The story behind the Rosalie is very interesting. The house actually sits on Fort Rosalie. The French built Fort Rosalie in 1716. Remember the French was settling along the Mississippi River exporting furs and other goods (such as tobacco). Growing tension between the French and the Natchez Indians lead to the Natchez War. The Natchez Indians attacked the French settlers and killed hundreds of men, women, and children. The Natchez Indians took control of the fort until the French and Choctaw forces came in and destroyed the it. Leaving it in ruins.
The French had allied with the Choctaw Indians and captured most of Natchez. They sold them into slavery for transportation to French plantations down in the Caribbean. Then the French rebuilt the fort in the 1730s but lost control of the land after the "Treaty of Paris" in 1763. The land went under British rule and then again under Spanish. Finally we became our own nation and after 1798 it became part of the United States. However, the US abandoned the fort in 1804. Today you can visit Fort Rosalie as it is part of the Natchez National Historical Park.
So, when did the Rosalie mansion come into play? In 1820, Peter Little, migrated from Pennsylvania to Natchez, Mississippi. His purpose for relocating to the area is still a mystery. However, he did build his mansion so I'm assuming it had something do with commerce (obviously he was wealthy). Easy enough to conclude considering that the Mississippi river was a busy highway of water that shipped imports and exports to the Southern region at the time. There are two reasons behind a big move and they usually have something to do with family or work. Since there was no family in the area I'm safe to assume it had something do with work (just my opinion). Many wealthy cotton plantation owners shipped their children to be educated to Pennsylvania. Perhaps he heard of a fortune to be made in the south. It was forty years prior to the Civil War and many cotton/tobacco/sugar plantations were making a lot of money at the time.Things to think about.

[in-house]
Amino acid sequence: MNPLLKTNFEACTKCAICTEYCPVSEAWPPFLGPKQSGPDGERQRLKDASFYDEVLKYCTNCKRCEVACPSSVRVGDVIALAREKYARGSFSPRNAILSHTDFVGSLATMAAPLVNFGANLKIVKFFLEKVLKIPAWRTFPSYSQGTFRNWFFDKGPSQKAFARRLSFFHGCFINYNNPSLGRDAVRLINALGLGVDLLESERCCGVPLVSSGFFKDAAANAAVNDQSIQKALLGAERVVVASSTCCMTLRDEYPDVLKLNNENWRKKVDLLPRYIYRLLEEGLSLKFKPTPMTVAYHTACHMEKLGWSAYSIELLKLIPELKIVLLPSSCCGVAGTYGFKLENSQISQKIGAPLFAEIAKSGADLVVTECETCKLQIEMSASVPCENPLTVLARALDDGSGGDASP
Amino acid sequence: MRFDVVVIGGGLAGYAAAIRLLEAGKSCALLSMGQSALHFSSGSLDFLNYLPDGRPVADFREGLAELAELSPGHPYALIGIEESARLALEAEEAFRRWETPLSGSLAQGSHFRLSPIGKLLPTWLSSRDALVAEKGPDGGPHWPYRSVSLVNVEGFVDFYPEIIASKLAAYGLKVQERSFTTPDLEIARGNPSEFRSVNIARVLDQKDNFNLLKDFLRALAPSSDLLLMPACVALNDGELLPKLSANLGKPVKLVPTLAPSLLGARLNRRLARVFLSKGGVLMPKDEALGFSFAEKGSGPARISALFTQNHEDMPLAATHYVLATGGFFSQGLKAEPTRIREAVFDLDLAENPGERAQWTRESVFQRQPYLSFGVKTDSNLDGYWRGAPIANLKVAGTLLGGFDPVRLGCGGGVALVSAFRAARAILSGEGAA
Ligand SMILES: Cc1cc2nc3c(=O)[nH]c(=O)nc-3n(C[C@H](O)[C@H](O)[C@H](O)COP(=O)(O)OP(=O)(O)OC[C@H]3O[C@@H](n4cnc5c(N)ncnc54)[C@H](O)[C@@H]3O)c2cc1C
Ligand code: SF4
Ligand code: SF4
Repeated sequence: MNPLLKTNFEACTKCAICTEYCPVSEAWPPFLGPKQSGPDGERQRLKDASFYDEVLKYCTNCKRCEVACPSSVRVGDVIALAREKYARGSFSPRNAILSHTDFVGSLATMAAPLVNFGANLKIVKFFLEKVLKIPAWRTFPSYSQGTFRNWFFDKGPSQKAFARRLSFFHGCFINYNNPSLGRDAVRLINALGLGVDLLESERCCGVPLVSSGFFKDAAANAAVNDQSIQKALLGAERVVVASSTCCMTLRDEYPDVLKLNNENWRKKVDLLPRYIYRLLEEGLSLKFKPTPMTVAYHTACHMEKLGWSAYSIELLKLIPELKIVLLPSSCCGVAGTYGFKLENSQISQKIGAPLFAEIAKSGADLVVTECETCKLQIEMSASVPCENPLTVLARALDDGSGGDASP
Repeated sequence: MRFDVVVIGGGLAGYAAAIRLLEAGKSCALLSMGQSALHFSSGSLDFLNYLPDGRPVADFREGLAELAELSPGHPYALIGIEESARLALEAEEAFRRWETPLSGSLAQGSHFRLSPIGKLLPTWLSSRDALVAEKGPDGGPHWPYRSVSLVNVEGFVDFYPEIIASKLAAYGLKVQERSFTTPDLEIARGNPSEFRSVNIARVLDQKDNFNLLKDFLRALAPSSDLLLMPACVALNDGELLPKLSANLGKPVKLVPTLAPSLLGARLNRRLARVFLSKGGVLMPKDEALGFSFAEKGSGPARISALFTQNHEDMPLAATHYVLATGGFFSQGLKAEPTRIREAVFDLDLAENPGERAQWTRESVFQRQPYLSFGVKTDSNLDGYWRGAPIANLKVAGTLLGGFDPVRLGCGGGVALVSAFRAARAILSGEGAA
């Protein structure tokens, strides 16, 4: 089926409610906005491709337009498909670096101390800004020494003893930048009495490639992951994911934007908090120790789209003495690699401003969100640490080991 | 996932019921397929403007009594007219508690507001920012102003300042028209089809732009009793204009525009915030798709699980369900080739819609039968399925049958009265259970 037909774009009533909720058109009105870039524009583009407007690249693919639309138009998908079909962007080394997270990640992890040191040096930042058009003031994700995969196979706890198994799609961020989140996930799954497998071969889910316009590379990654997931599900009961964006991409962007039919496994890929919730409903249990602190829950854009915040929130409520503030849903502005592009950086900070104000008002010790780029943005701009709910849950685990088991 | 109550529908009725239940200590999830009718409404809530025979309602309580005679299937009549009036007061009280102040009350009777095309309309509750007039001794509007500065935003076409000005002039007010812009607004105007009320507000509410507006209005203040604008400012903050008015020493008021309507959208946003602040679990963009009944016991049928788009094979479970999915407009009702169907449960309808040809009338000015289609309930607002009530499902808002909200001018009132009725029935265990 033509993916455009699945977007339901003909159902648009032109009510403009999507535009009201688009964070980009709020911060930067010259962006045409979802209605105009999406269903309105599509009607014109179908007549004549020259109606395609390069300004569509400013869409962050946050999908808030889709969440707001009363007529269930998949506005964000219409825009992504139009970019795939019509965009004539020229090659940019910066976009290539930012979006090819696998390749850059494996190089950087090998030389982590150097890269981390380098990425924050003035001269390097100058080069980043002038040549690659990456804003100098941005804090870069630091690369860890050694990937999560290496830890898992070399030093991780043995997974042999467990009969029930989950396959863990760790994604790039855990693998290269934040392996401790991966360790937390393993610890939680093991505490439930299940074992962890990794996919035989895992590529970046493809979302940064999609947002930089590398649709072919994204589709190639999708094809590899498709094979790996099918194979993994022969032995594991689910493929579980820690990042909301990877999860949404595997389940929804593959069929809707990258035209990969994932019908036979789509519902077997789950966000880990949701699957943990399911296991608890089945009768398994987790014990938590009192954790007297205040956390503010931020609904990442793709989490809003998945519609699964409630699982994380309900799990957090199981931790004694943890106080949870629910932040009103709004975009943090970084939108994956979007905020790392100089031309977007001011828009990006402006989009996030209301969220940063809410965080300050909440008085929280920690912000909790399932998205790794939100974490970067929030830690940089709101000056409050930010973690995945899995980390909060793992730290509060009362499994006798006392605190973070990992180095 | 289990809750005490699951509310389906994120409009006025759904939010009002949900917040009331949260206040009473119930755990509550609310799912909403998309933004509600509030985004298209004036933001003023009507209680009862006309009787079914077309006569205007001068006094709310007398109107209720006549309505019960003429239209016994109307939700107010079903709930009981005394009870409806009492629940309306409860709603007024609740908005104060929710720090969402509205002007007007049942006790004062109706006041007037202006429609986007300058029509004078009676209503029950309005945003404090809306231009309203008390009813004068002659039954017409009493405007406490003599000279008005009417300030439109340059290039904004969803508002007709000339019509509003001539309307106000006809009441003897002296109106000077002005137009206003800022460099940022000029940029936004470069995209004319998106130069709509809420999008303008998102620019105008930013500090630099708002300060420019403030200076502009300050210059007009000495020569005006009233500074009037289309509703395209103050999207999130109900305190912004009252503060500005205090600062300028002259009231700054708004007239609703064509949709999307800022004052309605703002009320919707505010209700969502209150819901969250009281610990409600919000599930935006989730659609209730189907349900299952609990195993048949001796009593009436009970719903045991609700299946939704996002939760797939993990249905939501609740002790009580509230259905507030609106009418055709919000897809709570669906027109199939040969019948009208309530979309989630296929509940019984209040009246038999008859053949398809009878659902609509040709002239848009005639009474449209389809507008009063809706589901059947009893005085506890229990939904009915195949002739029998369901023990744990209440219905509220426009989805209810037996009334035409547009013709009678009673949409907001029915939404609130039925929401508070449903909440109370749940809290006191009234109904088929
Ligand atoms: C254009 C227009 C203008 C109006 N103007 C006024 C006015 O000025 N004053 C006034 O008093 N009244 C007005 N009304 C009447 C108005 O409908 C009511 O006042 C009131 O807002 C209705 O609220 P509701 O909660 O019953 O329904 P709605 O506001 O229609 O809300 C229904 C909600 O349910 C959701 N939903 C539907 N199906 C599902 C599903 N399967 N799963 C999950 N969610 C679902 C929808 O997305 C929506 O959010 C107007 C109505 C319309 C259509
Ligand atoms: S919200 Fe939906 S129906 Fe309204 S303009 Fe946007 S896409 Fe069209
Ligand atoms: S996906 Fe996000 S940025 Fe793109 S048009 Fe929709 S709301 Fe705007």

Peter was only 17 years old when he found himself in Mississippi. It's amazing when you think of the responsibilities young people had at the time. Can you imagine a 17 year old doing that today? Although, Peter was young I believe he was groomed for business his entire life. His grandfather, Colonel Peter Little, was George Washington's physician. It also states that he was one of the pallbearers at President Washington's funeral. I wonder if he was the physician who bled our poor President to death. Thankfully medicine has come a long way. So, with his grandfather being close friends with the President of the United States you can get an idea where Peter Little came from.
I'm sure he took family money to purchase his property in Mississippi and as well as property across the river over in Louisiana. It is said that Peter would often take the ferry to cross the river back and forth to check on his land. During the years he had befriended the ferryboat owner and his family. Unfortunately the owner and his wife came down with yellow fever and both died. Before the wife passed away she begged that Peter would look after their own only daughter, Eliza. She was 14 years old at the time. He was 25 years old and so he married her. However, it was a platonic relationship at first. He sent her to a boarding school in Baltimore.
When Eliza returned to Natchez as a young woman of great means. She was very well educated, beautiful, and sophisticated. Over the years a closer relationship developed. Although, they never had children of their own. They loved children and help raise Peter's niece (after his sister's death). They were married 45 years. Eliza passed away first from the same horrible yellow fever that took her parents lives. Peter passed away three years later and the house went up for auction.
In 1857, the new owners, The Wilsons, took possession of the property. They too never had children of their own. However, they took two orphaned sisters in. They became extremely close to one of the girls, Fannie (McMurtry). Fannie married and had six children. They all lived at the Rosalie mansion. Their daughters, Annie and Rebeca remained living at the house even after they sold the house to DAR (Daughters of the American Revolution). They sold the house in 1938 (couldn't afford the property tax) and resided there until Annie passed away in 1958. They had made an arrangement with DAR. She was the last descendant due to the fact that none of the six children had children of their own. Isn't that something that not one child had an offspring? It had been the family for 101 years.
The furniture you see in the pictures are from the family's estate.
This is the dining room. The china pattern is referred to as "Old Paris" because it came from Paris but does not have a stamp from the manufacturer. Considering that there isn't a stamp it makes it impossible to know the maker or the date; so they refer to it as "Old Paris." Many of the plantations in this area have the same china but varies in color/pattern. You are looking at the original set. Amazing when you think how old it is and it's still in excellent shape.
You'll notice a picture of a battleship in the picture above. That is the USS Mississippi. The USS Mississippi served in the Pacific during WWII. She earned 8 battle stars. She survived two kamikaze crashes from the Japanese and helped our grandfathers fight in Okinawa. She was anchored in Tokyo Bay and witnessed the signing of surrender (ending WWII).